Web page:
Yorkshire Post - YP Magazine

Uphill struggle


Sarah Moss’s eighth novel is a humane, thoughtful reflection on the lockdown experience

The Fell by Sarah Moss

Two of the buzzwords of the last 18 months have been “essential” and “non-essential”. Essential as in “essential workers” and “essential supplies”; non-essential as in

“no non-essential travel outside your local authority area”. Inevitably, this sudden bifurcatio­n of people, things and activities into the necessary and the not-sonecessar­y has been the cause of much debate, across all sectors of society. However, one area where there have been particular­ly heated discussion­s is around the vexed question of access to the great outdoors – something many would argue is essential for their mental health, but others might class as a non-essential luxury – and it’s this that provides Sarah Moss with the jumping-off point for her absorbing eighth novel, The Fell.

When we first meet Kate, the stressedou­t, cash-strapped single mother of a teenage son, she is chafing against her confinemen­t during the second lockdown, missing coffee with friends, missing singing in pubs, but most of all missing the freedom of the nearby fells. “How is anyone going to get sick from walking a few miles over the moor and standing on a hillside in the wind?” she wonders, before rememberin­g that “police were hunting people off the hills with drones a few months ago, recording footage to post on social media to ‘shame’ people who had gone for a walk, playing loud accusation­s at them from the sky”.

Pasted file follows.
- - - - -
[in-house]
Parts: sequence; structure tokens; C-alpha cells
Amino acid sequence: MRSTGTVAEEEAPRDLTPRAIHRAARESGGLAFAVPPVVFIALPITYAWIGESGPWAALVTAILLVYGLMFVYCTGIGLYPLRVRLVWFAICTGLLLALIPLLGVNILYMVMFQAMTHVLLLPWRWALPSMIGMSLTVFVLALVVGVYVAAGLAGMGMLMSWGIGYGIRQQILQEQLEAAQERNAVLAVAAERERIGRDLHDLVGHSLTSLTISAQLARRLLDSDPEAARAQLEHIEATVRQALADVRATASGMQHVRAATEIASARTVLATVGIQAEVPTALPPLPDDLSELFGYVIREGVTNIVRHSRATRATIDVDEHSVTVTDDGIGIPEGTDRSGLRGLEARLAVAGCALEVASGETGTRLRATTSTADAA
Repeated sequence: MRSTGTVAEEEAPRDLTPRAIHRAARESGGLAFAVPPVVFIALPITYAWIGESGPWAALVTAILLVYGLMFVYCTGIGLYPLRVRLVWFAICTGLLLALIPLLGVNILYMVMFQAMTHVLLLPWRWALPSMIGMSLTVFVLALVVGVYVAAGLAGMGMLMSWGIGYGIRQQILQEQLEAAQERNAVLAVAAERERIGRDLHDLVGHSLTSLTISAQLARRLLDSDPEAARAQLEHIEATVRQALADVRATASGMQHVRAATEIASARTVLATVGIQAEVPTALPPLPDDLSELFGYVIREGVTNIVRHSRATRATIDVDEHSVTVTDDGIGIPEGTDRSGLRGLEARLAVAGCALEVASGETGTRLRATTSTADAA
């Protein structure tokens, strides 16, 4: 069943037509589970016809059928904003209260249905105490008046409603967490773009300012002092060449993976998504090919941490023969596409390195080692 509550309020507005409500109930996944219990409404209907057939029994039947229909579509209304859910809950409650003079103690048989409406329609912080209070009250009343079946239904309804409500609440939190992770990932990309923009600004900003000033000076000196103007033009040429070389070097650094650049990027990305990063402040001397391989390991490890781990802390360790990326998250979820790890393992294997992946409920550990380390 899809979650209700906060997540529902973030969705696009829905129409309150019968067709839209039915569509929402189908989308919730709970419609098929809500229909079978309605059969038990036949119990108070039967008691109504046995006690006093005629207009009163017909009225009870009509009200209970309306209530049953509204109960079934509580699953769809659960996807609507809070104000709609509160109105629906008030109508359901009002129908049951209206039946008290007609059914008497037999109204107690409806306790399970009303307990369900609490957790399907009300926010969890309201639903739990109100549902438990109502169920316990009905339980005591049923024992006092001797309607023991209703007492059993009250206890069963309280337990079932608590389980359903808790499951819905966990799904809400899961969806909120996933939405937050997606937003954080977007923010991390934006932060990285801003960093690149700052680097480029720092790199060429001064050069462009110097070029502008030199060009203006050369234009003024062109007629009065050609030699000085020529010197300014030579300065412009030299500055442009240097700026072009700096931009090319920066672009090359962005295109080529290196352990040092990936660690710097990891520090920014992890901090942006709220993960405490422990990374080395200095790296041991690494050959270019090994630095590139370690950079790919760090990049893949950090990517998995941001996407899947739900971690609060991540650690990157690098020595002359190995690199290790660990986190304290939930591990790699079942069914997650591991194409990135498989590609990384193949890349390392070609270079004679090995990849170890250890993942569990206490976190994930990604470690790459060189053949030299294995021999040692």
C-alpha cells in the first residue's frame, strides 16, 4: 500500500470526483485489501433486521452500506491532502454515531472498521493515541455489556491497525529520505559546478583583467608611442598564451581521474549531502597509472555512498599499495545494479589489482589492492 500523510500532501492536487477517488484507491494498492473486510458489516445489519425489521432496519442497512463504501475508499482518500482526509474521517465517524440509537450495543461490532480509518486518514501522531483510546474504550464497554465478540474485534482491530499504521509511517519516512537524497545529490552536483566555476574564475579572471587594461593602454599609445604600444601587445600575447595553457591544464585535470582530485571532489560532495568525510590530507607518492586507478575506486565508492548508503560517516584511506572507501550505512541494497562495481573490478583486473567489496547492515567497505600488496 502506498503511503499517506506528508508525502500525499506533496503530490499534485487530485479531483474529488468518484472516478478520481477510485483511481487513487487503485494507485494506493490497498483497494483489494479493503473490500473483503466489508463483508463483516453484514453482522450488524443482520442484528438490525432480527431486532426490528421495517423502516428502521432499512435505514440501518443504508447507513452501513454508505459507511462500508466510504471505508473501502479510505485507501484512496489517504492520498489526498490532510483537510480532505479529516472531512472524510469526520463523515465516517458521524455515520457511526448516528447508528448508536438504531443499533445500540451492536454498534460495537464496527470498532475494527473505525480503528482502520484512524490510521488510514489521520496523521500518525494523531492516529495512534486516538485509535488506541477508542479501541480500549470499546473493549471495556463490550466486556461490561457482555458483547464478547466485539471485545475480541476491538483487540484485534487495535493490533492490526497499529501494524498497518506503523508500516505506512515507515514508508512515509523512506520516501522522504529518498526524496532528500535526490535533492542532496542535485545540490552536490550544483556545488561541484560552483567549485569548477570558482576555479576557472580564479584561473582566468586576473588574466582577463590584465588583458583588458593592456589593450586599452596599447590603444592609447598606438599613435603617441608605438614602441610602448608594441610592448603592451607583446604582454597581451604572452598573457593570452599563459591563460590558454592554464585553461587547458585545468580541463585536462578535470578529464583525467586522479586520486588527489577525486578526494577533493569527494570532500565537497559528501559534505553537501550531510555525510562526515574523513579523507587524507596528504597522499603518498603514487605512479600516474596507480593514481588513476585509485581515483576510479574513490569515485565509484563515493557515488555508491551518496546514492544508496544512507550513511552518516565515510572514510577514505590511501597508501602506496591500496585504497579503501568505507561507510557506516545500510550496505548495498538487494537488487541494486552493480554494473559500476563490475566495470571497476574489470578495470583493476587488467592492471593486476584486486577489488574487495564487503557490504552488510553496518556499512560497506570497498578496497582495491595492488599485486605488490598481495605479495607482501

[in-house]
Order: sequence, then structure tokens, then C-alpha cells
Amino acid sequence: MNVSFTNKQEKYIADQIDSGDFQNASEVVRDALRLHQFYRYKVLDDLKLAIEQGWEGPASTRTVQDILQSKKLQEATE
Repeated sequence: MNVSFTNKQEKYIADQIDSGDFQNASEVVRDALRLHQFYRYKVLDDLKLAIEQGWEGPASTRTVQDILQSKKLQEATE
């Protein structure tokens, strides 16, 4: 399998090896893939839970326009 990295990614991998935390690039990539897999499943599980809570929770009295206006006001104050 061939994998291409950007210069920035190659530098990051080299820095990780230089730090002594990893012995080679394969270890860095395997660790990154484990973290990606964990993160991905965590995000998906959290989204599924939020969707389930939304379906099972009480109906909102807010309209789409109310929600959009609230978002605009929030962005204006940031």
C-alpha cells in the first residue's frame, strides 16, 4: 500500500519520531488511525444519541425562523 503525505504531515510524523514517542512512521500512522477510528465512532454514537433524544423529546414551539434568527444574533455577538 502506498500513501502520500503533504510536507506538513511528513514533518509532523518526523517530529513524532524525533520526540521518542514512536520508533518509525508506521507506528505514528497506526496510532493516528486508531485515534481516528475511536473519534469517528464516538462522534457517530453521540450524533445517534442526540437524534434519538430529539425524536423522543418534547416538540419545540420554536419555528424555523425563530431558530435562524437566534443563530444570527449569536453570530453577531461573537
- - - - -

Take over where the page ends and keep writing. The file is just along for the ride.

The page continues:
In the end, however, not even the threat of police drones is enough to keep Kate shut up indoors any longer, so late one afternoon she grabs her rucksack and slips out for a lockdown-breaking breath of fresh air.

The extended passage of streamof-consciousn­ess internal monologue that leads up to this moment is subtly, ingeniousl­y done. Far from being a careless rule-breaker, Moss is careful to portray Kate as considerat­e and community-spirited, yet with her desire to protect others rubbing up against an overwhelmi­ng need for agency and freedom.

On the one hand, she reasons, “it’s no use individual­s trying to opt out... that’s not how society works”; but on the other, “she wishes sometimes you could just sign a disclaimer, like a Do Not Resuscitat­e order, promising if you get sick you won’t go to hospital, won’t make any demands or expect any help, and in exchange you could take your own risks, decide how much you want to stay alive and at what risk to your sanity”.

In a recent interview Moss said she wrote The Fell very quickly, in a matter of a few months, and as with her last two novels, Ghost Wall (2018) and Summerwate­r (2020), there’s a relentless, intoxicati­ng flow to much of the writing, with ideas constantly spawning new ideas in a process of perpetual intellectu­al motion.

That said, the writing still feels precision-tooled, the words carefullyc­hosen and the details equally carefully thought through. When Kate’s son Matt realises that she might be in trouble and

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